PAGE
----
This article was originally posted by Ryan at the original HillRunner.com Blogs.
In the summer of 1999, I got a call that seemed strange to me. My old high school coach, Coach Conway, was asking me to help him write a training plan for the cross country team. I was a college student and runner with not a day of coaching experience. He was a coach with decades of experience and state champion teams and individuals in his past. Just over a year earlier, I was present as he was inducted into the Wisconsin Cross Country Coaches Association Hall of Fame. Why would this very experienced, very accomplished coach come to me asking for help writing up a training plan?
Well, because he was a great coach and great coaches don’t rest on their laurels. They are always trying to learn new things. He knew that the college program I was running in used the Daniels training method well before the first edition of Daniels’ Running Formula was published. My coach at the University of Wisconsin-Stout talked with Daniels on at least a semi-regular basis. Earlier that summer, Coach Conway borrowed my copy of Daniels’ Running Formula and obviously liked it. He wanted to implement some ideas from the Daniels method into his training plan and, knowing I had first-hand experience with the plan, asked me to help him out.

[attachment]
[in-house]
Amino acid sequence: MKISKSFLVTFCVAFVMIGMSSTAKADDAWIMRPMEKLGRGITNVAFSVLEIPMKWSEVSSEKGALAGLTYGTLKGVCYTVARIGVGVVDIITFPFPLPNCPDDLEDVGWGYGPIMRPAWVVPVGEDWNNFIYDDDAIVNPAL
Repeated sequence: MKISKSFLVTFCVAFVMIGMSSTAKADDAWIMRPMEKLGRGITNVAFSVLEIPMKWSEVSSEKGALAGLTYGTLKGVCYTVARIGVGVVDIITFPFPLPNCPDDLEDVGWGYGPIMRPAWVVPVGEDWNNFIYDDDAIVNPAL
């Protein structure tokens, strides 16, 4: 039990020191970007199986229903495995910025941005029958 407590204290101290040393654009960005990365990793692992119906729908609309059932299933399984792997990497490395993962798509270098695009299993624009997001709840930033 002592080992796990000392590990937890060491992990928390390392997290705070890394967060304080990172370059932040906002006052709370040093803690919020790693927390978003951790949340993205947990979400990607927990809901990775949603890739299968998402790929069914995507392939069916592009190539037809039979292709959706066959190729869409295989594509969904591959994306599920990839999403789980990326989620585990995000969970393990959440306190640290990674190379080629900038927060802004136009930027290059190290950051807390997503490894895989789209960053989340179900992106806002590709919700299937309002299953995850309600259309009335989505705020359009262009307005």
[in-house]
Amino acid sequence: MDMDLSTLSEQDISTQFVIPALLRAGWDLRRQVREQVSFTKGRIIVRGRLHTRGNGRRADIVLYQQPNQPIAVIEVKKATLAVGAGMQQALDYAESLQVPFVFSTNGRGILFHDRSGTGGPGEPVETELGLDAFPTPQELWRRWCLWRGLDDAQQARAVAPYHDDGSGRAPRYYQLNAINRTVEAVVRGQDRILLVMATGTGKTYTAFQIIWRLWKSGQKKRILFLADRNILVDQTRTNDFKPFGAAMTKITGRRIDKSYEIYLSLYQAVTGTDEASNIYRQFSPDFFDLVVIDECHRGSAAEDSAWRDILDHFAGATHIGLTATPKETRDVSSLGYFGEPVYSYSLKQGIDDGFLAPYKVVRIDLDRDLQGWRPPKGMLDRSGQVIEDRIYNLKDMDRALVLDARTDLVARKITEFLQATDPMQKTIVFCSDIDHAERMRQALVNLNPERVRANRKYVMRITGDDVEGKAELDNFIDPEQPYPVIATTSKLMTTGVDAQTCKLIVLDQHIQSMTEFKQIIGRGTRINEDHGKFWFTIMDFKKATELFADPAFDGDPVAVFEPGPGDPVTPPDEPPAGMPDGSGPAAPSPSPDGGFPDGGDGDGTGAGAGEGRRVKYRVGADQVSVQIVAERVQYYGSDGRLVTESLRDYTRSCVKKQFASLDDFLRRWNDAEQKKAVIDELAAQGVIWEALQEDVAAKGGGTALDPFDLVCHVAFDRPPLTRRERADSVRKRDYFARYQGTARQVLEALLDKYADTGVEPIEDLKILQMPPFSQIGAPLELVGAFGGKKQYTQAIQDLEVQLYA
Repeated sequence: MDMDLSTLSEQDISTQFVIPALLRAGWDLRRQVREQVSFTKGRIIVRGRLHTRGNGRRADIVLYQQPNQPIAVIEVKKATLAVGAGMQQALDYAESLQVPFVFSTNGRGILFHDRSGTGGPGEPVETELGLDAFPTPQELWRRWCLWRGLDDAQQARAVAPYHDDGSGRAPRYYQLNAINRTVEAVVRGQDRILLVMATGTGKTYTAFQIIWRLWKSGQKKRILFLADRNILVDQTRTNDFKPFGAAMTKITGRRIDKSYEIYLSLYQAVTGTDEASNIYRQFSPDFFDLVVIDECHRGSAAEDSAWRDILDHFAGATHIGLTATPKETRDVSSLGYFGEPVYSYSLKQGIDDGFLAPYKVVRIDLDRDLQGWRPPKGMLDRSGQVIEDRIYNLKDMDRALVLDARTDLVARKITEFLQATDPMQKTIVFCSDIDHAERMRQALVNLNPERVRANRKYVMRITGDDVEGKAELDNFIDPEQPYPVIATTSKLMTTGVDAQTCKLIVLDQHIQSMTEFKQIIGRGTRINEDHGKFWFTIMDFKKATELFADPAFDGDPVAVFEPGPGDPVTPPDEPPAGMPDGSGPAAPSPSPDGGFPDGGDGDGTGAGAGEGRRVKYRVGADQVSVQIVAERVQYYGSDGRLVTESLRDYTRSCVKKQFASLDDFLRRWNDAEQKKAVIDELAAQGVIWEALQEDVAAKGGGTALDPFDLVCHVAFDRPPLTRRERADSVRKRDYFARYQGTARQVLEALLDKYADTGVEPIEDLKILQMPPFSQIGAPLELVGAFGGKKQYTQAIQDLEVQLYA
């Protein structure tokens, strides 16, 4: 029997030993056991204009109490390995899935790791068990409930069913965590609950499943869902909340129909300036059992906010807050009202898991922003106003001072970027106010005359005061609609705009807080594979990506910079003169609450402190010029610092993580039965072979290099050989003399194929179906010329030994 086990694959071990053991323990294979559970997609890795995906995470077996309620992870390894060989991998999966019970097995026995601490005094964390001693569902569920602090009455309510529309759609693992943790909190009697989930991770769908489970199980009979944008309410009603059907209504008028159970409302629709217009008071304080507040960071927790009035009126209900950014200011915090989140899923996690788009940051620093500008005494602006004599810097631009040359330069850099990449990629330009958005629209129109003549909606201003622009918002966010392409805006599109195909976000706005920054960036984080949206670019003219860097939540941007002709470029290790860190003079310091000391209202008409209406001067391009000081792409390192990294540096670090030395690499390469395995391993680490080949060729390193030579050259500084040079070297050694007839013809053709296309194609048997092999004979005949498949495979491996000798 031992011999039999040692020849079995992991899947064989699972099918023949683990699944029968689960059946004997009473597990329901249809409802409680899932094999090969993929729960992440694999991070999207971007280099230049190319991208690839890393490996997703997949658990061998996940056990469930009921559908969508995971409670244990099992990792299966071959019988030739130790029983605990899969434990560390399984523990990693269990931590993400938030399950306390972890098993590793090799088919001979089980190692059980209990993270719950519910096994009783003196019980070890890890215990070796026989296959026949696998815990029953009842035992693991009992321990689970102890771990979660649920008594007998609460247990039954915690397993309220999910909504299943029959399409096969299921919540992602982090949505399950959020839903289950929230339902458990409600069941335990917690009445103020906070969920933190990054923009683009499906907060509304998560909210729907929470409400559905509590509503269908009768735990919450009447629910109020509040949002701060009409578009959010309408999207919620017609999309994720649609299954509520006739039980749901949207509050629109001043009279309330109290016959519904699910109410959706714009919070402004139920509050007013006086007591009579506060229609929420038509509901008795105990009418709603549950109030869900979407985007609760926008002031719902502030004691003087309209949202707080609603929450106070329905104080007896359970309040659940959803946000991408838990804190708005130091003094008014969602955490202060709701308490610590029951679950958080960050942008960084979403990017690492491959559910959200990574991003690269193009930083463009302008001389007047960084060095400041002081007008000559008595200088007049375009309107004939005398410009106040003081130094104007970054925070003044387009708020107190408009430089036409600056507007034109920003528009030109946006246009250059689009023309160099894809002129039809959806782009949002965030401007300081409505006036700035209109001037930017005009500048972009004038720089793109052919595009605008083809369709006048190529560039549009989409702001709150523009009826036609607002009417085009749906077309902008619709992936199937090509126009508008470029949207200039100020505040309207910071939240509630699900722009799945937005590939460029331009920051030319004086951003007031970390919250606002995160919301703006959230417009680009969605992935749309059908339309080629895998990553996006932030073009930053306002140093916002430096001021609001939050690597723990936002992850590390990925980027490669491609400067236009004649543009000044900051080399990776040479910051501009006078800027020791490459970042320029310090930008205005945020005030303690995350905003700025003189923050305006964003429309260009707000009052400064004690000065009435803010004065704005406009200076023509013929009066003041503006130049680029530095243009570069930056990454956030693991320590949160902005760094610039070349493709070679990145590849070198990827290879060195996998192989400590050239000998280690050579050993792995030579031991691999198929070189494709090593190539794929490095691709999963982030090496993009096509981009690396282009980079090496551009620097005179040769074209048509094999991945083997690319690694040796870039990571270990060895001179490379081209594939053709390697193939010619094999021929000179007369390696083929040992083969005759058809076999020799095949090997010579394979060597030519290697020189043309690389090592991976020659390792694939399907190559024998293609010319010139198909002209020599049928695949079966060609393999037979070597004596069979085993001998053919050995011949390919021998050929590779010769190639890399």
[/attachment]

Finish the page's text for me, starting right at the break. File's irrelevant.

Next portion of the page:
This is one of the marks of a great coach. You’re always looking for a better way, you never rest on your laurels and you’re always willing to ask for help, even from people who may never expect to get asked by you.
On that note, I came across this interesting article last week:
Coaches are often lauded as experts at what they do, and, consequently, it can blind them to their athletes’ individual needs. As a result many problems in sport are misunderstood or solved ineffectively. To address this, coaches need to engage in the critical examination of the knowledge and assumptions that inform their problem-solving approaches for them to become a positive force for change in making thoughtful, healthy, ethical decisions and choices for their athletes, experts argue.
Not only do the best coaches never stop learning and never stop asking for help. They admit their mistakes and learn from them. The bottom line is they are always trying to make themselves better. Anyone can do the same thing year after year and say they have years of experience. The best always innovate and have years worth of experience.
Of course, this all applies to runners as well. Whether you have a coach or you’re a self-coached runner, are you continuing to learn? I don’t care if you’re in your third or thirtieth year of running, knowledge is always changing. If you don’t keep learning, you’ll be left behind. Be a lifelong learner. And, if you have a coach, make sure your coach is also a lifelong learner.